About This Unit
Each Division of the AIF had an allocation of artillery units that broke down to the basic unit of fire - the battery, generally of between four to six weapons - guns, howitzers or mortars. These allocations varied during the course of the War as some elments were consolidated or removed from the establishment.
Guns are generally described as firing up to 45 degrees of elevation firing a comparatively light shell at high velocity with a relatively flat trajectory using a fixed (ie not variable) propellant charge. Howitzers on the other hand fire a medium weight shell at a variety of trajectories and charges often at quite high angles using variable charges. Most field artillery used by Australian forces since WW1 are actually of a 'gun/howitzer' configuration; the ubiquitous 25 pounder of WW2 renown being a prime example. In WW1, the 'weapon of choice' was the 18 pounder field gun, a forerunner of the 25 pounder. Mortars are far less mechanically complex than guns and howitzers; their key features being being muzzle loading, of shorter range and firing exclusively at angles greater than 45 degrees in elevation.
The artillery assets were generally organised into Field Artillery Brigades with numeric designations corresponding to the Brigades in each Division. These were re-organised from early 1917 with the third and any other FAB within each Division being re-allocated under Army level command.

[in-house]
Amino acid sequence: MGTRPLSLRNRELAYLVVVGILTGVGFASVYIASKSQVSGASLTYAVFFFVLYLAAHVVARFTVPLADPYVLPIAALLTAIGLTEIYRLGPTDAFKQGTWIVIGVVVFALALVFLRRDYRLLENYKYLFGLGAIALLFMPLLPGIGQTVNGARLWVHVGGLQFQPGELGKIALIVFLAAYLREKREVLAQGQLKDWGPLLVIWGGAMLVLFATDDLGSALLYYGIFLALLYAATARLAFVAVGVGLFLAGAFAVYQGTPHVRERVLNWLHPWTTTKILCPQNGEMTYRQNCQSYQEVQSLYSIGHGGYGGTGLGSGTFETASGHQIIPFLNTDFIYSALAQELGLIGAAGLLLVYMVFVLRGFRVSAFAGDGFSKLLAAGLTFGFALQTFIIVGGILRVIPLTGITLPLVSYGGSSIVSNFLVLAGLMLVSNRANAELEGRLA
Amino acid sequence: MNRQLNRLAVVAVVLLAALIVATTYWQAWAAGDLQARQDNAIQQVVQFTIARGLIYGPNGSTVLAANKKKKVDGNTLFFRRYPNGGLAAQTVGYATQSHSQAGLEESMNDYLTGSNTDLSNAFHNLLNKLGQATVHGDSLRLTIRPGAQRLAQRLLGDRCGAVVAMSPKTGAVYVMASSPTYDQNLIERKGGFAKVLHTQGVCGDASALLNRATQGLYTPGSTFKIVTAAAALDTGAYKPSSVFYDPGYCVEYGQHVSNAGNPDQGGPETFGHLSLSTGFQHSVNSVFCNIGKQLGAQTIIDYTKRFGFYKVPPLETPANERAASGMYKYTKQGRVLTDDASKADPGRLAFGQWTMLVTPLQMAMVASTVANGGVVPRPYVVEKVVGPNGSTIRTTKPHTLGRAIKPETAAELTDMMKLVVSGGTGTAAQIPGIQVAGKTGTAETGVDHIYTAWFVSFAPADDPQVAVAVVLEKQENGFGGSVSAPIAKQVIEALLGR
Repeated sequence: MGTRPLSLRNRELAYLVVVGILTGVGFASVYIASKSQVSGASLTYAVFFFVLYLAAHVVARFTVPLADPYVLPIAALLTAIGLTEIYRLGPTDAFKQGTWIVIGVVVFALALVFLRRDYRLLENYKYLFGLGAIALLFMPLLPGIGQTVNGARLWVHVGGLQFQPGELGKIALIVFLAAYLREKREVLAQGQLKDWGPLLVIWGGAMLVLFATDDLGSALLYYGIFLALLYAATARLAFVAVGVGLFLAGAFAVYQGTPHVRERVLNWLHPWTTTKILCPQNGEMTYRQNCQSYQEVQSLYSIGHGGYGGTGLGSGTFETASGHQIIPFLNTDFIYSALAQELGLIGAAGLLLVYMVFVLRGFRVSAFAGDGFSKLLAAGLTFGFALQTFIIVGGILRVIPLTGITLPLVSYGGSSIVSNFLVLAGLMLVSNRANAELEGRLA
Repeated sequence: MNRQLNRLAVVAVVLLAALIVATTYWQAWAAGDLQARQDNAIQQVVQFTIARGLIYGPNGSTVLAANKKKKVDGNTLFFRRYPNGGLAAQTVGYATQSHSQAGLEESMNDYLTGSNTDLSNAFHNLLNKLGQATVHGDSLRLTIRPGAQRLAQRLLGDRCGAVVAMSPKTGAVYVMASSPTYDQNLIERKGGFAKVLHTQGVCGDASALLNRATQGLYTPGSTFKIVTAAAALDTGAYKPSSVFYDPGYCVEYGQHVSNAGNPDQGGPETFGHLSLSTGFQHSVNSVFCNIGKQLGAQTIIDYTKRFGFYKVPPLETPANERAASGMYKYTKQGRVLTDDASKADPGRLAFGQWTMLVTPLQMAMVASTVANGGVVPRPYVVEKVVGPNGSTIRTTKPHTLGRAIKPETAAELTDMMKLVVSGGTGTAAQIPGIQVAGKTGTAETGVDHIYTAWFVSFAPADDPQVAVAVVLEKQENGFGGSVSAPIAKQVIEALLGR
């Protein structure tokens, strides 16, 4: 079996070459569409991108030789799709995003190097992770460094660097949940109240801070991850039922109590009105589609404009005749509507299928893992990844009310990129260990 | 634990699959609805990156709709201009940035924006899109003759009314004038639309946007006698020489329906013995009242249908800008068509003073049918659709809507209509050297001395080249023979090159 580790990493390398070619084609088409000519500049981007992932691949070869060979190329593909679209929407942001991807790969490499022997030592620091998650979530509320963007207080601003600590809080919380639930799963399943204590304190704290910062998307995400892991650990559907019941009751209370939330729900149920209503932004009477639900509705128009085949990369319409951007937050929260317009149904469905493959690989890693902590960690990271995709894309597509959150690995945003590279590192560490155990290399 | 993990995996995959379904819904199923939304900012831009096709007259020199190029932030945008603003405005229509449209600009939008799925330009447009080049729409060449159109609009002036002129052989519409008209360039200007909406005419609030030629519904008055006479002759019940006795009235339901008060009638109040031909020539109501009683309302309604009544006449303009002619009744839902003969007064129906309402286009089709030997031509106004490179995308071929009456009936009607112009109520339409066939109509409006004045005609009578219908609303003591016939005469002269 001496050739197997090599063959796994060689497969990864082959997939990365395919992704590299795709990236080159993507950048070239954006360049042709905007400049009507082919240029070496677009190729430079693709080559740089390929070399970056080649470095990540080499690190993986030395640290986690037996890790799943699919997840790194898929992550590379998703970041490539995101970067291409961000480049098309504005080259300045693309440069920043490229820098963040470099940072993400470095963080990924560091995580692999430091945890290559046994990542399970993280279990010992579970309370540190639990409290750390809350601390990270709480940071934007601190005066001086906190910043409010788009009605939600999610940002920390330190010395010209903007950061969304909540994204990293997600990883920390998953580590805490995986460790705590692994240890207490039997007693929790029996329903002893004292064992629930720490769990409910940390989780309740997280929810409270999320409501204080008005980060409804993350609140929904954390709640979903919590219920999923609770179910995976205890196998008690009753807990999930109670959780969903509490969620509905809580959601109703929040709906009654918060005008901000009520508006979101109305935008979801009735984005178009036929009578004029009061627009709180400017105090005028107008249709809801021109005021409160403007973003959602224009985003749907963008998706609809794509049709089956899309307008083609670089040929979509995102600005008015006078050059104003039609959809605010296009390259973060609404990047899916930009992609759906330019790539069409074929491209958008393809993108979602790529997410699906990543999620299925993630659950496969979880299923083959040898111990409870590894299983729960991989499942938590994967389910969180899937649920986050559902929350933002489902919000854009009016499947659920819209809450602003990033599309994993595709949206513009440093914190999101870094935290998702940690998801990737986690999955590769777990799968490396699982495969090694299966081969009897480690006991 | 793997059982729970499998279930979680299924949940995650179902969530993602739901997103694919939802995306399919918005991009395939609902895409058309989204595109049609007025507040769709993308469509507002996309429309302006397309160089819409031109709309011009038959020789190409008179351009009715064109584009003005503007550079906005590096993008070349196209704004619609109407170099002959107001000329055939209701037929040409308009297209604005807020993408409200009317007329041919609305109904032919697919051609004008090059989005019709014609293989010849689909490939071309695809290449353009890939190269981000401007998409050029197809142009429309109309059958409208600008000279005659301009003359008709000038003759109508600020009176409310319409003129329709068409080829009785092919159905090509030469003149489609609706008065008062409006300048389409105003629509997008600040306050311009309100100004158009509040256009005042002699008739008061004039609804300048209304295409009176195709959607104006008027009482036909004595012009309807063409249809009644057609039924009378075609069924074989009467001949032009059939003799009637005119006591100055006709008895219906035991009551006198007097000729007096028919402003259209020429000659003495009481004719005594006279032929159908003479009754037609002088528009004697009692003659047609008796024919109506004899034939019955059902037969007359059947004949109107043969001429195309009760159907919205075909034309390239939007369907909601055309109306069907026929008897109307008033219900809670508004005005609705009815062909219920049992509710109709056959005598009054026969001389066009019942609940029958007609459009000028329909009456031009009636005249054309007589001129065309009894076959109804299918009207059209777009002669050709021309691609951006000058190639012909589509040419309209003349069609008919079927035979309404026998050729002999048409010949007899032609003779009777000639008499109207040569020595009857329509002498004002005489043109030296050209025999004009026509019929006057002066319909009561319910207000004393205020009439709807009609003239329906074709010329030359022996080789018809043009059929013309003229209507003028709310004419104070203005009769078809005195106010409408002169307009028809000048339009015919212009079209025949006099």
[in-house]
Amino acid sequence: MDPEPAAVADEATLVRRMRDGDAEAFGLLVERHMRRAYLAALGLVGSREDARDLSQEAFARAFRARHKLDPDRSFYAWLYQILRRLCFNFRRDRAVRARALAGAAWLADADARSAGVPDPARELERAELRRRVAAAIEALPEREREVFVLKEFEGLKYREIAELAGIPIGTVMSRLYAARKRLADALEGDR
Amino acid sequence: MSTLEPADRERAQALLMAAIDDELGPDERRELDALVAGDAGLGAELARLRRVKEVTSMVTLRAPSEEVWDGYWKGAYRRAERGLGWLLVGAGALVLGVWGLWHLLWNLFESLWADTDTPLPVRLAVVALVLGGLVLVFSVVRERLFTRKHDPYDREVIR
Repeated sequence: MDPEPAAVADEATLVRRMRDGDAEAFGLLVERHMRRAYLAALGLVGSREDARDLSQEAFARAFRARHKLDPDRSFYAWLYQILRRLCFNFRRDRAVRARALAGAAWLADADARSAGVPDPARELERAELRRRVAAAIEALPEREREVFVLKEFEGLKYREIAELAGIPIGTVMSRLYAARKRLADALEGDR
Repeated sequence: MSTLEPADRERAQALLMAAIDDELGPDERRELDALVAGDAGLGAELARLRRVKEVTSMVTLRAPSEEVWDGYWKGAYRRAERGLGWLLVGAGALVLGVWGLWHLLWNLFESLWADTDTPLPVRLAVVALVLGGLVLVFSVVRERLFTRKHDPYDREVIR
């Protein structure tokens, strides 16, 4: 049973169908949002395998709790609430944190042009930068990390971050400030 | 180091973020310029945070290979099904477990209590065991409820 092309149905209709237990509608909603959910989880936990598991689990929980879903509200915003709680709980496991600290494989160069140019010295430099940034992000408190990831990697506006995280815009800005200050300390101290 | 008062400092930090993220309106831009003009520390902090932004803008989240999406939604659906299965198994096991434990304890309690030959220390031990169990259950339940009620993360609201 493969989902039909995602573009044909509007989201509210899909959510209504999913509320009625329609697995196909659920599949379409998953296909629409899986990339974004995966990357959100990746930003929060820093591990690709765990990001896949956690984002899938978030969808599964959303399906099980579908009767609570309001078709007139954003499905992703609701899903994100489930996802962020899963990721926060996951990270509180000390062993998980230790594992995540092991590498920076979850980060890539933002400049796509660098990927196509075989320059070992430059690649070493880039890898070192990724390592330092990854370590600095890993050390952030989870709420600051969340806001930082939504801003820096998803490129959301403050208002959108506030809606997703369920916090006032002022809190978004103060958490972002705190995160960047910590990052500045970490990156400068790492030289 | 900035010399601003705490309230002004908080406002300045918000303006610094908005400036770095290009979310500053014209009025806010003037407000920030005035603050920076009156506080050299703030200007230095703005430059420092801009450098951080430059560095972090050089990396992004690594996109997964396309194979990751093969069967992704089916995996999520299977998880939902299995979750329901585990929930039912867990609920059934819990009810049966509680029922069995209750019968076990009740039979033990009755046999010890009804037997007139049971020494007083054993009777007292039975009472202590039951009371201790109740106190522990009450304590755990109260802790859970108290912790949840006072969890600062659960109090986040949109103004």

Other more specialised assets including Mediume and Heavy trench mortars, were formed into a series of Batteries which were generally consolidated towards the end of the war.
The Division's artillery assets were organised as follows:
- 3rd Division Ammunition Column
- 7th Field Artillery Brigade
- 8th Field Artillery Brigade
- 9th Field Artillery Brigade
- 23rd Field Artillery (Howitzer) Brigade
- V3A Heavy Trench Mortar Battery
- X3A Medium Trench Mortar Battery
- Y3A Medium Trench Mortar Battery
- Z3A Medium Trench Mortar Battery
- 5th Medium Trench Mortar Battery
- 6th Medium Trench Mortar Battery
One of the defining characteristics of artillery, particularly in WW1, was the prodigious quantities of ammunition that were fired. This required a large and very well-organised supply chain from factory to gun line and all points in between.
Each Division had an Ammunition Column, the sole object of which was to keep ammunition up to the guns by whatever means were available; vehicle light and medium rail and horse-drawn wagons. They were responsible for moving ammunition forward of Ordnance and Supply parks established in rear areas. Each Field Artillery Brigade also had its own Ammuniion Column.
Battle/ Campaign/ Involvement
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